- First Edition (1768–1771) (transcription project)
- Second Edition (1777–1784)
- Third Edition (1788–1797)
- Pirated and emended in the United States as Encyclopædia (1790–1797)
- Fourth Edition (1800–1810)
- Fifth Edition (1815–1817)
- Sixth Edition (1823)
- Seventh Edition (1830–1842)
- Eighth Edition (1853–1860)
- Ninth Edition (1875–1889)
- Pirated and emended in the United States as The New Werner Twentieth Century Edition of the Encyclopædia Britannica with New American Supplement (1907)
- Tenth Edition (1903)
- Eleventh Edition (1910–1911)
- Twelfth Edition (1922)
The first 12 editions of the Encyclopædia Britannica are all in the public domain.
The 13th edition (1926) is the same as the 11th, except that the three supplementary volumes of the 12th edition have been replaced. The usual sources for information on copyright renewals show no record of the copyright having been renewed.
The original 14th edition (1929–1933) was a completely new edition in 24 volumes. No record of copyright renewal has been found.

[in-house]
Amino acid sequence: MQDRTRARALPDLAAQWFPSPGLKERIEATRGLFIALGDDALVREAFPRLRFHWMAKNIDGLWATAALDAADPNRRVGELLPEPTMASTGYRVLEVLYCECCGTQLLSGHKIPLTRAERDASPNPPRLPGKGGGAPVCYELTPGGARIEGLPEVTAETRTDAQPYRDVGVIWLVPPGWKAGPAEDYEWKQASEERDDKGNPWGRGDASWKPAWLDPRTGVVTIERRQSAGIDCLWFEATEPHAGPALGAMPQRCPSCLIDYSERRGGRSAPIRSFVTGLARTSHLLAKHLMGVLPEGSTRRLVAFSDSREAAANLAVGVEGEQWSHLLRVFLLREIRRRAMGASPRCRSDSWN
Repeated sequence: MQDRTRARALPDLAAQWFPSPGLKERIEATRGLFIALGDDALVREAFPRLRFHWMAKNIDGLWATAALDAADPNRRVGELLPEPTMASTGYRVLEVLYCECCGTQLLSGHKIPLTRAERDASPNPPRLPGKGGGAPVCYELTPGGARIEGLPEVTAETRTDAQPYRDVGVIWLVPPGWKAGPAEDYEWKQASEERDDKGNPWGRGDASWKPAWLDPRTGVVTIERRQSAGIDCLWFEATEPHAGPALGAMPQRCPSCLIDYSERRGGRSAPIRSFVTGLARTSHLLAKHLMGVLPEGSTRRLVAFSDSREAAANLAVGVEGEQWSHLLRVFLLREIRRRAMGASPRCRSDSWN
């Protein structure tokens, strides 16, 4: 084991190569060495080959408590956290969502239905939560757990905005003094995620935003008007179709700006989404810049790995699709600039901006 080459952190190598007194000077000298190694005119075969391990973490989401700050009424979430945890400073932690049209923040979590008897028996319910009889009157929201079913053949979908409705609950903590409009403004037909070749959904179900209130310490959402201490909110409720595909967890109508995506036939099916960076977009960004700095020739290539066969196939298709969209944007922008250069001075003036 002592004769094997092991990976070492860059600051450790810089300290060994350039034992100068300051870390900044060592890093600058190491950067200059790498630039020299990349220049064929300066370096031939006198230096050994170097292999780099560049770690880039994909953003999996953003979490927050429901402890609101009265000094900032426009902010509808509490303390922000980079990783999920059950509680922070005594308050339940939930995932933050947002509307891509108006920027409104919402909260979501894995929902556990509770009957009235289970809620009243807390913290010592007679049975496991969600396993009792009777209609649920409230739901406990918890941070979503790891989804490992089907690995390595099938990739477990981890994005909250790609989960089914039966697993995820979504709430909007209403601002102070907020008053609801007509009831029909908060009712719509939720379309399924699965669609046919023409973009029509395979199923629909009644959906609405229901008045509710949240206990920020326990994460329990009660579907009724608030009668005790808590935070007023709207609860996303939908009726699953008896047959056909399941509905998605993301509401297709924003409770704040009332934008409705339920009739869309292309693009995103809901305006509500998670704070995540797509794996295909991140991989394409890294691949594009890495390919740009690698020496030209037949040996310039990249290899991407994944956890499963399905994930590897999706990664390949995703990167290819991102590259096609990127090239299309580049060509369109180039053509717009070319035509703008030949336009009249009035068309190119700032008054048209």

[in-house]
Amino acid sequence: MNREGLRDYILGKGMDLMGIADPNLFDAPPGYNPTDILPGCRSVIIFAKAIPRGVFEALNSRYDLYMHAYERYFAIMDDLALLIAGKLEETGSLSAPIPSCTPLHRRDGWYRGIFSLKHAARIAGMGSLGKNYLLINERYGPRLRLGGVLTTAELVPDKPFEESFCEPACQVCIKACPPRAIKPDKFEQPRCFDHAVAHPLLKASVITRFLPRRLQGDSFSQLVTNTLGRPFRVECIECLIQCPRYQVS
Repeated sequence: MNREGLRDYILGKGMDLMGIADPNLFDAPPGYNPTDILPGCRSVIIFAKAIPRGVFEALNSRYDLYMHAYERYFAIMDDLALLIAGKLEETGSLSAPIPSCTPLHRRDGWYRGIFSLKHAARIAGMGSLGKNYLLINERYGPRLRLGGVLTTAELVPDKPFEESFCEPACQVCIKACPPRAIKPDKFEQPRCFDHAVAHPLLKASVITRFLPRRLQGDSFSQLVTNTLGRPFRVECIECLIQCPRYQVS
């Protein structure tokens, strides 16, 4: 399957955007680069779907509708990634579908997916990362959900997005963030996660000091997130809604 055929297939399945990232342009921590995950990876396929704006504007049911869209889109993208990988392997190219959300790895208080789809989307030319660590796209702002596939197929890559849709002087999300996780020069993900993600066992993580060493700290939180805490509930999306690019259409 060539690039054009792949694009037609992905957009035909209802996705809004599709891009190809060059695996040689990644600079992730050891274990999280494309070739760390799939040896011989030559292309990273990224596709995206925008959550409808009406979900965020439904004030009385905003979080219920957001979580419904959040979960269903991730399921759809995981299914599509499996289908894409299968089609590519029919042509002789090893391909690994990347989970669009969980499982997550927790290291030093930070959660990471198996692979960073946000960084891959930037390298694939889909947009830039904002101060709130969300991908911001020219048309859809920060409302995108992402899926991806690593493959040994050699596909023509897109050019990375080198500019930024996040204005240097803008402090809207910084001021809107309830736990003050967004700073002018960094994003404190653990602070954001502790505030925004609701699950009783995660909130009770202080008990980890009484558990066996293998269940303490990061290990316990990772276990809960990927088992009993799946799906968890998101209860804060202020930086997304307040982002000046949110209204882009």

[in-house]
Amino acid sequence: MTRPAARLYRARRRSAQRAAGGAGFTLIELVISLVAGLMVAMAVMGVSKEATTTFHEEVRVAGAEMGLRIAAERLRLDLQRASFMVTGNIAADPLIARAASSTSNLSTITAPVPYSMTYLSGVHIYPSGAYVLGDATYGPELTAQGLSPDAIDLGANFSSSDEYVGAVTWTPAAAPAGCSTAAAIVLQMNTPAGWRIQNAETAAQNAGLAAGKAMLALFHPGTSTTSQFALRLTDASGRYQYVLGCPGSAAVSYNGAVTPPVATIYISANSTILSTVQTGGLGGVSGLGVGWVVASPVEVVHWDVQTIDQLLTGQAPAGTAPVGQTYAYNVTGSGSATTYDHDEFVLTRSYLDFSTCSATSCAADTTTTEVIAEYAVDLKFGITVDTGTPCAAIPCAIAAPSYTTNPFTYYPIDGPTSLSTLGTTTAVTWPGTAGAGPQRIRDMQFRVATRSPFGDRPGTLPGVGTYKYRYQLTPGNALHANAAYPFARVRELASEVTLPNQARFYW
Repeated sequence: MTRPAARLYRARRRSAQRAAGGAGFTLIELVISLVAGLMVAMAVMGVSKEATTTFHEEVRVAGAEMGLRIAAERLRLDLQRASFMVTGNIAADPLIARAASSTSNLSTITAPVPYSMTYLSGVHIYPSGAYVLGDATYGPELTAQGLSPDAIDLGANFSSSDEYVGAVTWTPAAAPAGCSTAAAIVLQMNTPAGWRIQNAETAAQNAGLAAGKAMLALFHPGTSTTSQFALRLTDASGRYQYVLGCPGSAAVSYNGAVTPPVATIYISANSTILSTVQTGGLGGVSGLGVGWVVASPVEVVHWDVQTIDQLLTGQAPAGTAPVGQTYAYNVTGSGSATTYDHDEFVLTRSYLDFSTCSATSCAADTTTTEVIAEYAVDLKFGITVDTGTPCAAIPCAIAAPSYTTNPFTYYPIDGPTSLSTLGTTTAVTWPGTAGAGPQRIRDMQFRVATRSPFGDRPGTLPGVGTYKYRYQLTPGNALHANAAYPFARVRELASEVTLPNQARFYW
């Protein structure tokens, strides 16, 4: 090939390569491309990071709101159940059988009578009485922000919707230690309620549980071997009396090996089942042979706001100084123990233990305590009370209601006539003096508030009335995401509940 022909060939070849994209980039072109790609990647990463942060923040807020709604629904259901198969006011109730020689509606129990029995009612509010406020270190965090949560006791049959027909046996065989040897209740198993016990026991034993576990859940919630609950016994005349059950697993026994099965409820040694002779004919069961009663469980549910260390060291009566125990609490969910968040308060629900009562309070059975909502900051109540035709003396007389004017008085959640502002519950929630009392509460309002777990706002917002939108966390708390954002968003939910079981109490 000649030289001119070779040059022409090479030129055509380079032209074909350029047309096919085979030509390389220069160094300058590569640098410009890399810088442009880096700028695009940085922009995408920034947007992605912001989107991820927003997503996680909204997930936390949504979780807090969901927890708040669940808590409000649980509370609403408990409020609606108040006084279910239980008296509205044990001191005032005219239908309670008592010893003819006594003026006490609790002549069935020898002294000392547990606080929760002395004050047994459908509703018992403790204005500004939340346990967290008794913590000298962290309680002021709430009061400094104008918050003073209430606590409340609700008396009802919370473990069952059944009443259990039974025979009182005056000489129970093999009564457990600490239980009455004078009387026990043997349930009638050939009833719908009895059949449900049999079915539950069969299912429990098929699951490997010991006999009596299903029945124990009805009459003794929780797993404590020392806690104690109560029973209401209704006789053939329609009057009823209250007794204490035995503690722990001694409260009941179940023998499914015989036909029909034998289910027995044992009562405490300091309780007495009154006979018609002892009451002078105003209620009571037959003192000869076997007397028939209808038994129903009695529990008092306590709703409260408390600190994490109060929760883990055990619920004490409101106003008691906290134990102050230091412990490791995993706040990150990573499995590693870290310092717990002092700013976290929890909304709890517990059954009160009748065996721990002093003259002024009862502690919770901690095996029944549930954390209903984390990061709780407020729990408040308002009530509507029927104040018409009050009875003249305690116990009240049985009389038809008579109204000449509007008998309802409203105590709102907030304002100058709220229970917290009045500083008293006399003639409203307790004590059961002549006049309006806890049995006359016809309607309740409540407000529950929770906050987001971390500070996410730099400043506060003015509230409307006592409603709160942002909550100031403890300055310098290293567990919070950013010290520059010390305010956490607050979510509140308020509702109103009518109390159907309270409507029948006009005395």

In 1933 a revision process was begun on the 14th edition, resulting in publication in various states of revision until 1973. No record could be found of copyright renewal of any revisions issued before 1946. For anything published in 1946 only a few parts had their copyright renewed. After 1946 all versions should be treated as protected.
The 15th edition began in 1974, and is fully protected by copyrights. It is expected to become a public domain work by 2044.verify
Notes on various editionsEdit
- 12th – This edition includes extensive articles on the battles of World War I. When the 13th edition was published the length of these articles was significantly reduced.
- 14th – The 14th was produced over a period of 45 years. The editorial changes over the years were so vast that the content of an early 14th and a late 14th hardly resemble each other. Many articles included in the first version were omitted in later ones.
- WikiProject 1911 Encyclopædia Britannica - working group to bring 1911 Encyclopædia Britannica into Wikisource